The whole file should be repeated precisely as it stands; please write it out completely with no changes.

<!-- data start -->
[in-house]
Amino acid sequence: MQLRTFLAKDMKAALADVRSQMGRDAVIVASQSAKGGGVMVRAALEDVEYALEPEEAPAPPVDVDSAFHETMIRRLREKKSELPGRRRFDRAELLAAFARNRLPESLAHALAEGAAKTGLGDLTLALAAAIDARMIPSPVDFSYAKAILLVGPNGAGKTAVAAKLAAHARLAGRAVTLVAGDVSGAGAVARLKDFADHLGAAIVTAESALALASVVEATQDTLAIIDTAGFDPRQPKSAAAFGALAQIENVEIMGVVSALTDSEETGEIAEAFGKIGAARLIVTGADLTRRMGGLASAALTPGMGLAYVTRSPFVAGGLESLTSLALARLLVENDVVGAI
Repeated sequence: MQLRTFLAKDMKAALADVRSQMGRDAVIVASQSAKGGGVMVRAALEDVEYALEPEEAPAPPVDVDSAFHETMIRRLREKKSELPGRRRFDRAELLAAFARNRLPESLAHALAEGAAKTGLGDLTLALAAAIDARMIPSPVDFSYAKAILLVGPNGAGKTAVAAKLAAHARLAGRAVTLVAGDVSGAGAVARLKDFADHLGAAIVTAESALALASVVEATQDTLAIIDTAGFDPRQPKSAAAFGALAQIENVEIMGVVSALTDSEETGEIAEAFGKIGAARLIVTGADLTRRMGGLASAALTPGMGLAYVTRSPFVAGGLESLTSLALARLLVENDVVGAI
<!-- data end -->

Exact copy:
[in-house]
Amino acid sequence: MQLRTFLAKDMKAALADVRSQMGRDAVIVASQSAKGGGVMVRAALEDVEYALEPEEAPAPPVDVDSAFHETMIRRLREKKSELPGRRRFDRAELLAAFARNRLPESLAHALAEGAAKTGLGDLTLALAAAIDARMIPSPVDFSYAKAILLVGPNGAGKTAVAAKLAAHARLAGRAVTLVAGDVSGAGAVARLKDFADHLGAAIVTAESALALASVVEATQDTLAIIDTAGFDPRQPKSAAAFGALAQIENVEIMGVVSALTDSEETGEIAEAFGKIGAARLIVTGADLTRRMGGLASAALTPGMGLAYVTRSPFVAGGLESLTSLALARLLVENDVVGAI
Repeated sequence: MQLRTFLAKDMKAALADVRSQMGRDAVIVASQSAKGGGVMVRAALEDVEYALEPEEAPAPPVDVDSAFHETMIRRLREKKSELPGRRRFDRAELLAAFARNRLPESLAHALAEGAAKTGLGDLTLALAAAIDARMIPSPVDFSYAKAILLVGPNGAGKTAVAAKLAAHARLAGRAVTLVAGDVSGAGAVARLKDFADHLGAAIVTAESALALASVVEATQDTLAIIDTAGFDPRQPKSAAAFGALAQIENVEIMGVVSALTDSEETGEIAEAFGKIGAARLIVTGADLTRRMGGLASAALTPGMGLAYVTRSPFVAGGLESLTSLALARLLVENDVVGAI